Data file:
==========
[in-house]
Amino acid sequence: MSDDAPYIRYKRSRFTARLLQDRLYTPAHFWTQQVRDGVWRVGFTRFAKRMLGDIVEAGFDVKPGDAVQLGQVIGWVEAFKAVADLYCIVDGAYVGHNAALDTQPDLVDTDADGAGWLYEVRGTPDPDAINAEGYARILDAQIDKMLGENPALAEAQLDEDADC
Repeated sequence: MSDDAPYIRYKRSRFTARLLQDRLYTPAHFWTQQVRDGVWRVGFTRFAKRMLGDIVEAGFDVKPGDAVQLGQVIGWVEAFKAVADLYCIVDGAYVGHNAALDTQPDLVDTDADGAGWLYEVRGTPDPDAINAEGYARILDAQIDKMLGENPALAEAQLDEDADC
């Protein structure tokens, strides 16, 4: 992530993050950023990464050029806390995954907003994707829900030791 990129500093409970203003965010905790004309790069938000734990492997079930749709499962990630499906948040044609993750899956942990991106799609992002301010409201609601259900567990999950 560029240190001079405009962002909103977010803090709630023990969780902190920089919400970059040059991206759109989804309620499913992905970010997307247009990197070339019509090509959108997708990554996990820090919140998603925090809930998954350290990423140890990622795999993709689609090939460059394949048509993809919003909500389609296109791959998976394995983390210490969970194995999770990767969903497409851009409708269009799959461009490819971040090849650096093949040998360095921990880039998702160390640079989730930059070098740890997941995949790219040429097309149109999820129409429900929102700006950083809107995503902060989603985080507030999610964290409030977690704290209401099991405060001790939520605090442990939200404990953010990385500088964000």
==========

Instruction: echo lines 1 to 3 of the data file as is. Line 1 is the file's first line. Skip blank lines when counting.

[in-house]
Amino acid sequence: MSDDAPYIRYKRSRFTARLLQDRLYTPAHFWTQQVRDGVWRVGFTRFAKRMLGDIVEAGFDVKPGDAVQLGQVIGWVEAFKAVADLYCIVDGAYVGHNAALDTQPDLVDTDADGAGWLYEVRGTPDPDAINAEGYARILDAQIDKMLGENPALAEAQLDEDADC
Repeated sequence: MSDDAPYIRYKRSRFTARLLQDRLYTPAHFWTQQVRDGVWRVGFTRFAKRMLGDIVEAGFDVKPGDAVQLGQVIGWVEAFKAVADLYCIVDGAYVGHNAALDTQPDLVDTDADGAGWLYEVRGTPDPDAINAEGYARILDAQIDKMLGENPALAEAQLDEDADC